Ovaries were collected from a local abattoir and transported to the laboratory in lukewarm 0.9% saline solution. Cumulus–oocytes complexes (COCs) were aspirated from antral follicles 2–6 mm in diameter through an 18-gauge hypodermic needle attached to a 10 ml disposable syringe. COCs with homogenous cytoplasm and having at least three layers of compact cumulus cells were selected and washed three times in Dulbecco’s phosphate-buffered saline (DPBS; Welgene, Gyeongsan, Korea) supplemented with 5 mg/ml bovine serum albumin (BSA; Thermo Fisher Scientific, Waltham, MA, USA) and 1% antibiotic–antimycotic mix (Thermo Fisher Scientific). The collected COCs were cultured in a commercial in vitro maturation (IVM) medium (IVF Bioscience, Falmouth, UK) for 42 h at 38°C in a humidified atmosphere containing 5% CO2.
Establishment of a skin fibroblast cell line
Fibroblast cell lines were established from the ear skin of an elite camel; samples were obtained as previously described with minor modifications (Wani et al., Reference Wani, Wernery and Skidmore2010). Briefly, tissues were washed three times with DPBS supplemented with 1% antibiotic–antimycotic. After that, samples were minced into small pieces with a surgical blade and digested at 38°C in a humidified atmosphere with 5% CO2 for 2 h in Dulbecco’s modified Eagle’s medium (DMEM; Thermo Fisher Scientific) supplemented with 0.1% collagenase type II (Thermo Fisher Scientific). The dispersed cells were washed with DPBS by centrifugation at 300 g for 5 min and filtered through a 40-µm nylon strainer (Falcon, Franklin, NJ, USA). The cell pellets were cultured at 38°C in a humidified atmosphere with 5% CO2 in DMEM supplemented with 10% fetal bovine serum (FBS; Thermo Fisher Scientific), 1% nonessential amino acids (Thermo Fisher Scientific), 1% antibiotic–antimycotic (Thermo Fisher Scientific), and 0.1% β-mercaptoethanol (Thermo Fisher Scientific). The culture medium was changed every 2 days until confluency reached 80%, and then the cells were passaged using 0.25% trypsin–EDTA solution.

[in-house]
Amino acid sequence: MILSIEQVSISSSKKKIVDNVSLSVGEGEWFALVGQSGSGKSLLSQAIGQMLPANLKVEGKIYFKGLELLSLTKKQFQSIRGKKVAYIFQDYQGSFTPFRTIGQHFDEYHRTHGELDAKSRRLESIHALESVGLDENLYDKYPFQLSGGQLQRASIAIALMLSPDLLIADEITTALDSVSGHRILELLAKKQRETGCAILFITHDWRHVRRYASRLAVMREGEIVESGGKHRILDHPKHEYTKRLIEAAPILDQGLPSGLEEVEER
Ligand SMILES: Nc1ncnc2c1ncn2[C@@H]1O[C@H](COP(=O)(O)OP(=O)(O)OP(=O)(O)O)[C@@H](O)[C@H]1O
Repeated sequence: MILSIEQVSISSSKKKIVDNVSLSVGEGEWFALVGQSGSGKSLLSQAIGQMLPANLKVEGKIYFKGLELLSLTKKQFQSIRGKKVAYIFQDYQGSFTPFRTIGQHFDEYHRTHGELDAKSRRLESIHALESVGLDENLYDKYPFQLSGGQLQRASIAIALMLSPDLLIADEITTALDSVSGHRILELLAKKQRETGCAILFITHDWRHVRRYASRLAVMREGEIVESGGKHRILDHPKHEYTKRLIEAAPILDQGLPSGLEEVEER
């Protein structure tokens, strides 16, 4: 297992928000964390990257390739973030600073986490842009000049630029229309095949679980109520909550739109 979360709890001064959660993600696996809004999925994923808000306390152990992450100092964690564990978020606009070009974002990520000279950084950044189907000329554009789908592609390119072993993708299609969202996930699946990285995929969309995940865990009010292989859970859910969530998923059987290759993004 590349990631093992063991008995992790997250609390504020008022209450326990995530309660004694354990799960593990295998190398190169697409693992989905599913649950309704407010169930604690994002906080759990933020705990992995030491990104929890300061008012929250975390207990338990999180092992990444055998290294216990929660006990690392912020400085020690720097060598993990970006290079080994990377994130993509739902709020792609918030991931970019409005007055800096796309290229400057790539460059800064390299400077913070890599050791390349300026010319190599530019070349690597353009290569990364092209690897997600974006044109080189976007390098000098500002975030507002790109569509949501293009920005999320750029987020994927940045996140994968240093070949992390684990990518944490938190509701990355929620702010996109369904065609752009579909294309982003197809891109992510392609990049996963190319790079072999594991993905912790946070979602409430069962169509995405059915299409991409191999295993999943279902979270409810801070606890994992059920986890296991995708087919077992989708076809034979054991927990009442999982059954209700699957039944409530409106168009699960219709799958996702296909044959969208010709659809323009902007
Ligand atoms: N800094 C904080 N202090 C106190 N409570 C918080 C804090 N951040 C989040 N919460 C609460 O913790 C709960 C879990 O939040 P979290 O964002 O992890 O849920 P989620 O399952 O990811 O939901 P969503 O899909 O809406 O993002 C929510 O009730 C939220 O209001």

Somatic cell nuclear transfer
SCNT was performed as previously described with minor modifications (Wani et al., Reference Wani, Wernery and Skidmore2010). In brief, oocytes were denuded by gentle pipetting with 0.1% hyaluronidase. Denuded metaphase II oocytes were stained with 5 μg/ml bisbenzimide for 3 min. The oocytes were enucleated by aspiration, and a single fibroblast cell was microinjected into the perivitelline space of each oocyte. Next, these oocyte couplets were fused in fusion medium composed of 0.26 M mannitol, 0.1 mM MgSO4, 0.5 mM HEPES, and 0.05% (w/v) BSA with two direct current (DC) pulses of 1.8 kV/cm for 15 μs using a BTX Electro Cell Manipulator (BTX Inc., San Diego, CA, USA). The reconstructed oocytes were activated using 5 μM ionomycin for 3 min, followed by incubation with 2.0 mM 6-dimethylaminopurine (6-DMAP) in the commercial embryo culture medium BO-IVC (IVF Bioscience, Falmouth, UK) at 39°C for 4 h in a humidified incubator with 5% CO2.